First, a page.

Letters: Orchestra in N. Korea, NATO, New Orleans

Melissa Block and Robert Siegel read from listeners' responses to yesterday's program — including our reports on the New York Philharmonic in North Korea, NAFTA's effects in Ohio, and a doctor in New Orleans.

Copyright © 2008 NPR. For personal, noncommercial use only. See Terms of Use. For other uses, prior permission required.


Time now for your comments on yesterday's program.


Zachary Kilner(ph) of DeKalb, Illinois writes, as both a classical musician and a Korean linguist, I found your story on the New York Philharmonic's trip to the capital of North Korea fascinating. When I studied Korean language and culture, the hostility of North Korea to Western culture and the United States in particular was made abundantly clear. That they would allow an American music ensemble in to play Western music in their capital city is astounding.

SIEGEL: Elizabeth Petri(ph) of Carbondale, Illinois didn't like the way we reported on the effect NAFTA has actually had on Ohio's economy. I found the story to be very insulting to NPR listeners, she writes. First, you introduced the discussion of this trade act in terms of us entering a time warp as if the repercussions of this agreement signed in 1994 aren't still being felt today. Then, Adam Davidson felt it necessary to ask the omnipotent male voice of reason to cue the film strip in order to explain what NAFTA is.

As an avid NPR listener, I was offended that the producers of this story felt it necessary to dumb down the history of NAFTA complete with sing-songy music playing in the background.

BLOCK: Britney Camille(ph) of Hawthorne, California was moved by our profile of Dr. Ajsa Nikolic who started up an urgent care clinic in New Orleans. She says this, I am a 22-year-old college student from New Orleans who's currently living in Los Angeles. I have not been back to New Orleans since 1999. I've been thinking about what I want to do with my life and this inspired me to go back home one day and give back to my city. I was very touched that Dr. Nik chose to give so much of her time and effort to a place that she doesn't come from, yet many of us who are from New Orleans have not gone back.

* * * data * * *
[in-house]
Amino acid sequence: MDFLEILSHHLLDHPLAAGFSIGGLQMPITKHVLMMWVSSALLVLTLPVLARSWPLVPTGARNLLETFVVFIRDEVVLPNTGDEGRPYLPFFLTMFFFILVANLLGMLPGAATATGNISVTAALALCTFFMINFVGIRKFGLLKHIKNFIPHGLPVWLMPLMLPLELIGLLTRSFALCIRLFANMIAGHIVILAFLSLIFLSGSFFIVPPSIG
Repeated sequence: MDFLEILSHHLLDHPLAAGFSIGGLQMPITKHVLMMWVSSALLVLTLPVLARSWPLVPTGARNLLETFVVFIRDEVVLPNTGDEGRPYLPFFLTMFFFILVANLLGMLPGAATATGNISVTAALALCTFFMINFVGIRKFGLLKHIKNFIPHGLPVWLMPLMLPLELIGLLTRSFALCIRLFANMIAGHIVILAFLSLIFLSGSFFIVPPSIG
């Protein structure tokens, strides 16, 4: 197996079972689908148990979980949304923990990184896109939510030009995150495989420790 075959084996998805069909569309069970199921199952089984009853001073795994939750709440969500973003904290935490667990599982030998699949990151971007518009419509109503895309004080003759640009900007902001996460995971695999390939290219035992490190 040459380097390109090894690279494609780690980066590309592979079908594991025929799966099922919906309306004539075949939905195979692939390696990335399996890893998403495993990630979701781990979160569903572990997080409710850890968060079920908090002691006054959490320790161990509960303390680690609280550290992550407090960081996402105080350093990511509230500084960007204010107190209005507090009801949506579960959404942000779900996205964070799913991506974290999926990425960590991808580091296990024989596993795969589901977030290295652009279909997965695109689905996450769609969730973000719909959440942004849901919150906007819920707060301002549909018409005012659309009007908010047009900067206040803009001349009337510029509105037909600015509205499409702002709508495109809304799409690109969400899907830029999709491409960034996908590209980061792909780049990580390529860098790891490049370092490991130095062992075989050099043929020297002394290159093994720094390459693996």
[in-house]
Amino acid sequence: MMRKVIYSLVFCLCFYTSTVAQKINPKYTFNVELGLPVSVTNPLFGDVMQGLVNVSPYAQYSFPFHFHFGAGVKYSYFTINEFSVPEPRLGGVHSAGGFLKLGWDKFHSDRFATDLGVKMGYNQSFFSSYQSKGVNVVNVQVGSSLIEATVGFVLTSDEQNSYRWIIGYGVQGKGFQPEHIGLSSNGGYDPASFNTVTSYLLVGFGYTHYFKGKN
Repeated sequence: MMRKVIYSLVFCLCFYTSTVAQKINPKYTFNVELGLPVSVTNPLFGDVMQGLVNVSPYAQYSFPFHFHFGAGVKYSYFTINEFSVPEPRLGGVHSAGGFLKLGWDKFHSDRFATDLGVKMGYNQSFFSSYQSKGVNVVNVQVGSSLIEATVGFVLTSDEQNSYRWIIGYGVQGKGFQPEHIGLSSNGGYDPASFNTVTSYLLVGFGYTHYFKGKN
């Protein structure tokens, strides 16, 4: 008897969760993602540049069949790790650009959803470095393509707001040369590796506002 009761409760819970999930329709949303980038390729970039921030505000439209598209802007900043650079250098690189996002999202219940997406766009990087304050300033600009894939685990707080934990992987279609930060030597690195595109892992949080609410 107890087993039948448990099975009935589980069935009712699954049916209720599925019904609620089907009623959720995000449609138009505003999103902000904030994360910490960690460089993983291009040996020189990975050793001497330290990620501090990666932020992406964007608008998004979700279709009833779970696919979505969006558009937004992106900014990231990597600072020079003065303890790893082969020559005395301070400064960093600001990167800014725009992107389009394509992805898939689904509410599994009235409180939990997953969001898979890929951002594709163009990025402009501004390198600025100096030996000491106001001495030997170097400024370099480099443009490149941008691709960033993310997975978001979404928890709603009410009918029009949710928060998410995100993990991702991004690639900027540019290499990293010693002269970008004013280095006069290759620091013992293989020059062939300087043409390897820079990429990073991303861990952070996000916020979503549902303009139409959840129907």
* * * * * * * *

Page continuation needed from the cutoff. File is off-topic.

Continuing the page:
SIEGEL: April Tillery(ph) of Cincinnati heard the same story and had a very different response. Certainly, Dr. Nikolic's compassion for the people of New Orleans is to be commended, she writes. But family physicians who provide continuity of care, whether for an acute visit or managing chronic conditions such as hypertension or diabetes, are the real heroes you should be celebrating.

Dr. Nikolic, unlike my family practitioner husband who still makes house calls to keep his elderly patients from having to leave their homes for nursing care facilities, can't even begin to provide the comprehensive care that truly makes a difference in people's lives.

BLOCK: We'd like to hear from you. Go to npr.org and choose Contact Us at the top of the page. Please don't forget to tell us where you live and how you pronounce your name.

Copyright © 2008 NPR. All rights reserved. No quotes from the materials contained herein may be used in any media without attribution to NPR. This transcript is provided for personal, noncommercial use only, pursuant to our Terms of Use. Any other use requires NPR's prior permission. Visit our permissions page for further information.

NPR transcripts are created on a rush deadline by a contractor for NPR, and accuracy and availability may vary. This text may not be in its final form and may be updated or revised in the future. Please be aware that the authoritative record of NPR's programming is the audio.



Please keep your community civil. All comments must follow the NPR.org Community rules and terms of use, and will be moderated prior to posting. NPR reserves the right to use the comments we receive, in whole or in part, and to use the commenter's name and location, in any medium. See also the Terms of Use, Privacy Policy and Community FAQ.